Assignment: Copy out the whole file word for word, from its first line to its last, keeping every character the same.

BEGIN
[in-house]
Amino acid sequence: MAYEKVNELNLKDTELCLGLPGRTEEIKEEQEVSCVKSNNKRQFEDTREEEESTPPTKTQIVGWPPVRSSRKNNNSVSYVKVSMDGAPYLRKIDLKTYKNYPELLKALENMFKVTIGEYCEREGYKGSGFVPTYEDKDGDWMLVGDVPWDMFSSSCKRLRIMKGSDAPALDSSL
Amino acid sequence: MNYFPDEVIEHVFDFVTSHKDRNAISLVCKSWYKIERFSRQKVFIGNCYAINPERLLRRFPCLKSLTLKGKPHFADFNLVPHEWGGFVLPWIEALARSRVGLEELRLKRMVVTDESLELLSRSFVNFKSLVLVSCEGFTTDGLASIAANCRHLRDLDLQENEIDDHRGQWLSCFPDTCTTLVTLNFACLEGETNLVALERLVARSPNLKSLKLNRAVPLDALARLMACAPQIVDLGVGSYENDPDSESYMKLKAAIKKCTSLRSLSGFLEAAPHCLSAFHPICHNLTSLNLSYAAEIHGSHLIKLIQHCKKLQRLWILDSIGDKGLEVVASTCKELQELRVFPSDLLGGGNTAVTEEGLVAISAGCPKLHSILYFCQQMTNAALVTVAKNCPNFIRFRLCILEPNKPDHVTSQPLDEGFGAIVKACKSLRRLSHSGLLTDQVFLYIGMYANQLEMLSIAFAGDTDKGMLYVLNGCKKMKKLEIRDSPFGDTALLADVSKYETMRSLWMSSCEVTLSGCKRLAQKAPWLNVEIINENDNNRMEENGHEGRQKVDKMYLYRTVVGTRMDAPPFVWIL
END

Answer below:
[in-house]
Amino acid sequence: MAYEKVNELNLKDTELCLGLPGRTEEIKEEQEVSCVKSNNKRQFEDTREEEESTPPTKTQIVGWPPVRSSRKNNNSVSYVKVSMDGAPYLRKIDLKTYKNYPELLKALENMFKVTIGEYCEREGYKGSGFVPTYEDKDGDWMLVGDVPWDMFSSSCKRLRIMKGSDAPALDSSL
Amino acid sequence: MNYFPDEVIEHVFDFVTSHKDRNAISLVCKSWYKIERFSRQKVFIGNCYAINPERLLRRFPCLKSLTLKGKPHFADFNLVPHEWGGFVLPWIEALARSRVGLEELRLKRMVVTDESLELLSRSFVNFKSLVLVSCEGFTTDGLASIAANCRHLRDLDLQENEIDDHRGQWLSCFPDTCTTLVTLNFACLEGETNLVALERLVARSPNLKSLKLNRAVPLDALARLMACAPQIVDLGVGSYENDPDSESYMKLKAAIKKCTSLRSLSGFLEAAPHCLSAFHPICHNLTSLNLSYAAEIHGSHLIKLIQHCKKLQRLWILDSIGDKGLEVVASTCKELQELRVFPSDLLGGGNTAVTEEGLVAISAGCPKLHSILYFCQQMTNAALVTVAKNCPNFIRFRLCILEPNKPDHVTSQPLDEGFGAIVKACKSLRRLSHSGLLTDQVFLYIGMYANQLEMLSIAFAGDTDKGMLYVLNGCKKMKKLEIRDSPFGDTALLADVSKYETMRSLWMSSCEVTLSGCKRLAQKAPWLNVEIINENDNNRMEENGHEGRQKVDKMYLYRTVVGTRMDAPPFVWIL